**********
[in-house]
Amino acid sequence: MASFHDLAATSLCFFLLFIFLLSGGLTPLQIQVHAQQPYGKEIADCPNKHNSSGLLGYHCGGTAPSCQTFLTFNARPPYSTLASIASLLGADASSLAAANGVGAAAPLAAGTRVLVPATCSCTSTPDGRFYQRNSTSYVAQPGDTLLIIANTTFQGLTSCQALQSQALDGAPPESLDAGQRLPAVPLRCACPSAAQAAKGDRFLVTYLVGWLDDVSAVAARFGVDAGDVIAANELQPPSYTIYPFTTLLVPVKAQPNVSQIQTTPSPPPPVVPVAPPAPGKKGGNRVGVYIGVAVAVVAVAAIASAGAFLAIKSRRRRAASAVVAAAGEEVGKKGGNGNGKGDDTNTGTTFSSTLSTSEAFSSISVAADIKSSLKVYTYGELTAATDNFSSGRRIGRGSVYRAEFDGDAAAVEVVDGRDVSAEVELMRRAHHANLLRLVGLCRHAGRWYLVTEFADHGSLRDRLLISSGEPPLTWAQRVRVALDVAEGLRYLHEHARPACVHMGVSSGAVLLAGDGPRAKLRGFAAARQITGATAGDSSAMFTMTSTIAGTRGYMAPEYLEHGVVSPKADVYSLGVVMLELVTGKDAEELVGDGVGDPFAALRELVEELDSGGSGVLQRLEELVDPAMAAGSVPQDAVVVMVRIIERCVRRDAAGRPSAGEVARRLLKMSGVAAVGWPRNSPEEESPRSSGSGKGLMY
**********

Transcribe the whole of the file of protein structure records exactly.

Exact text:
[in-house]
Amino acid sequence: MASFHDLAATSLCFFLLFIFLLSGGLTPLQIQVHAQQPYGKEIADCPNKHNSSGLLGYHCGGTAPSCQTFLTFNARPPYSTLASIASLLGADASSLAAANGVGAAAPLAAGTRVLVPATCSCTSTPDGRFYQRNSTSYVAQPGDTLLIIANTTFQGLTSCQALQSQALDGAPPESLDAGQRLPAVPLRCACPSAAQAAKGDRFLVTYLVGWLDDVSAVAARFGVDAGDVIAANELQPPSYTIYPFTTLLVPVKAQPNVSQIQTTPSPPPPVVPVAPPAPGKKGGNRVGVYIGVAVAVVAVAAIASAGAFLAIKSRRRRAASAVVAAAGEEVGKKGGNGNGKGDDTNTGTTFSSTLSTSEAFSSISVAADIKSSLKVYTYGELTAATDNFSSGRRIGRGSVYRAEFDGDAAAVEVVDGRDVSAEVELMRRAHHANLLRLVGLCRHAGRWYLVTEFADHGSLRDRLLISSGEPPLTWAQRVRVALDVAEGLRYLHEHARPACVHMGVSSGAVLLAGDGPRAKLRGFAAARQITGATAGDSSAMFTMTSTIAGTRGYMAPEYLEHGVVSPKADVYSLGVVMLELVTGKDAEELVGDGVGDPFAALRELVEELDSGGSGVLQRLEELVDPAMAAGSVPQDAVVVMVRIIERCVRRDAAGRPSAGEVARRLLKMSGVAAVGWPRNSPEEESPRSSGSGKGLMY